Chronic Back Pain and Social Security Disability

By Disability Group

Pain is a very controversial topic in the world of Social Security Disability.  Pain can only be understood by the person experiencing it and is therefore difficult to assess.  When asked, on a scale of 1 to 10 what level of pain someone is feeling, different people will certainly give different responses. A great number of Americans experience severe back pain and for some, this pain can be disabling.

Social Security has very specific guidelines regarding what disorders of the spine constitute a disability.  In order for a person to be considered disabled because of a spinal disorder, they must suffer from a condition which compromises the nerve root or the spinal cord.  Before Social Security begins to evaluate your pain, they must determine whether you have a medically determinable impairment (e.g. herniated disk, spinal stenosis, osteoarthritis, degenerative disk disease, vertebral facture).  In order for a doctor to diagnose a patient with one of these impairments, the patient will generally need an MRI or some other test.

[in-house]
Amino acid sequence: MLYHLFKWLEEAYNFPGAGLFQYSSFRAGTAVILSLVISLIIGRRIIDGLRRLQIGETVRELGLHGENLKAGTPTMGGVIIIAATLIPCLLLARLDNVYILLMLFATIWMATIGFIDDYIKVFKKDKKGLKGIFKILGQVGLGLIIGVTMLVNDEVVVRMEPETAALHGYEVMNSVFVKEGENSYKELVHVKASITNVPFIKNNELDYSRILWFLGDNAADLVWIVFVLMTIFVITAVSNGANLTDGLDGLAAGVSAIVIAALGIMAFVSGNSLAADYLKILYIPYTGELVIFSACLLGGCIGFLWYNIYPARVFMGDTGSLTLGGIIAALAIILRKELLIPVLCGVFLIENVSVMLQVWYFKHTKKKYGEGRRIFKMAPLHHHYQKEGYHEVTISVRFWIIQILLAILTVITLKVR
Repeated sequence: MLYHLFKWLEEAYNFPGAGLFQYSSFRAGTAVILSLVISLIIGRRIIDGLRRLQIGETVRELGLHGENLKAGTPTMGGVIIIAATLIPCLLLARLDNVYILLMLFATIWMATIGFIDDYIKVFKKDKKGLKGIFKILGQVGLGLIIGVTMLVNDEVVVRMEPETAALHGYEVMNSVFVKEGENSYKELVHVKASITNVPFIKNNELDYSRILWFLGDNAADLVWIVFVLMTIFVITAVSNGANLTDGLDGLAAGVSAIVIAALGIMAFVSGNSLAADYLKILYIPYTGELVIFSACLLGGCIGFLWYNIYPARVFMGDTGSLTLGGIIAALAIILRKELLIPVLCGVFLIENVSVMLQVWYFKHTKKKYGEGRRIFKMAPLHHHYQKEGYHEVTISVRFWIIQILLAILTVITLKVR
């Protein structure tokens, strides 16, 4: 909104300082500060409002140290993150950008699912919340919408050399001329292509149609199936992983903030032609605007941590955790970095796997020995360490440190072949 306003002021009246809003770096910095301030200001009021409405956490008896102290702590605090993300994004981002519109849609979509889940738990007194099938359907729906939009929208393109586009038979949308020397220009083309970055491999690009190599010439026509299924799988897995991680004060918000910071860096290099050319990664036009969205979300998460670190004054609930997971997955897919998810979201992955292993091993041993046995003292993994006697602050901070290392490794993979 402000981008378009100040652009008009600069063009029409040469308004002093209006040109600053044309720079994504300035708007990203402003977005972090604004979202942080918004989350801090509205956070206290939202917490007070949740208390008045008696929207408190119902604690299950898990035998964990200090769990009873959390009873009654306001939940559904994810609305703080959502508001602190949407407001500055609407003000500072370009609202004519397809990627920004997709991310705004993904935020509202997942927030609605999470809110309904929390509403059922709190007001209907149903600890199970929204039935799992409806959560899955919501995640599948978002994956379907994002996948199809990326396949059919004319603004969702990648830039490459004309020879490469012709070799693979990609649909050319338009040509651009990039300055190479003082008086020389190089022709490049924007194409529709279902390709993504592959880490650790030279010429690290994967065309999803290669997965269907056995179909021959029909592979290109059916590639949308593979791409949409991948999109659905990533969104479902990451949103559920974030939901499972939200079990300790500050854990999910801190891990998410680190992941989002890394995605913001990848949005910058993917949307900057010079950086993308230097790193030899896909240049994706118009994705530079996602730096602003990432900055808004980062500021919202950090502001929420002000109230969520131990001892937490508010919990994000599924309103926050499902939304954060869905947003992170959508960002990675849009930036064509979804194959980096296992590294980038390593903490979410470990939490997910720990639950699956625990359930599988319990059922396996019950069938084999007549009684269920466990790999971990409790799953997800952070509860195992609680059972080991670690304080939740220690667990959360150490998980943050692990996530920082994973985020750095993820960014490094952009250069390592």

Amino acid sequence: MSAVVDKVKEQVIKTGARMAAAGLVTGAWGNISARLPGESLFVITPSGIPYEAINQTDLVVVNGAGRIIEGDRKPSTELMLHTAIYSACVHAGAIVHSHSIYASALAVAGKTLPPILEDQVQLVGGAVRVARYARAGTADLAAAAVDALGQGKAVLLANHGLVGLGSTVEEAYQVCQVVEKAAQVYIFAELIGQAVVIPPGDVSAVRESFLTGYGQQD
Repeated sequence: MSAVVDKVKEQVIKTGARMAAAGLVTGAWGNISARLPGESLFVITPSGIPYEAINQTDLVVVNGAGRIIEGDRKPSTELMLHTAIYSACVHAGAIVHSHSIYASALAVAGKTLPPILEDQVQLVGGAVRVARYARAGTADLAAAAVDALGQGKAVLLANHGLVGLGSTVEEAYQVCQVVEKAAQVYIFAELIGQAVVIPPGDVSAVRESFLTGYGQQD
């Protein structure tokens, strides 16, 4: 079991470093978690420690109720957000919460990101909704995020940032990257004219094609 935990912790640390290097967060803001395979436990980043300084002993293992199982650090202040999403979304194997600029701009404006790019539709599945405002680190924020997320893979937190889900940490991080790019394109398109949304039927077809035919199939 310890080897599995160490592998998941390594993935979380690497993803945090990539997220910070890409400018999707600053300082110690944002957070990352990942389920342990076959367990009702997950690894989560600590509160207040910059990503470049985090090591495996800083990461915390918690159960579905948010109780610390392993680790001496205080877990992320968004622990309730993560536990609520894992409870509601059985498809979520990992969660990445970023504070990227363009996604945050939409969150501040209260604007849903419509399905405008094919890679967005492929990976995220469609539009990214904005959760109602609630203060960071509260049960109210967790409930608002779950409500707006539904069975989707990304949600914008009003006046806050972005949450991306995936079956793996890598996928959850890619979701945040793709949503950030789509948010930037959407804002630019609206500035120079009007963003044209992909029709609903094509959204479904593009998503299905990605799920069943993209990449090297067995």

Once it has been established that you have a legitimate disorder of the spine, your pain is evaluated in terms of how intense it is, how long it lasts and how it affects your ability to do certain activities.  If your back pain prevents you from bending over or lifting heavy objects, then it would certainly prevent you from doing physically demanding labor.  If your pain prevents you from sitting in one place for a given amount of time, then it could also prevent you from doing sedentary work.

Another aspect of your pain that Social Security may consider is the way that your medication affects you. Many pain medications cause drowsiness, which could prevent your ability to focus and perform more complicated tasks.

If you currently have a claim for disability based on your back pain, then there are a few things you may be able to do to improve your chances of getting approved. First, make sure that some type of objective testing is done.  Whether it’s an x-ray, MRI or a CAT scan, your claim will not be awarded on your doctor’s opinion alone. If possible, see a doctor who is an expert in disorders of the spine, such as an orthopedist.  Finally, make sure to see your doctors often. If you go for long periods of time without visiting your doctor, the examiner or judge making a decision on your case may assume that your condition has improved, even if it has not.

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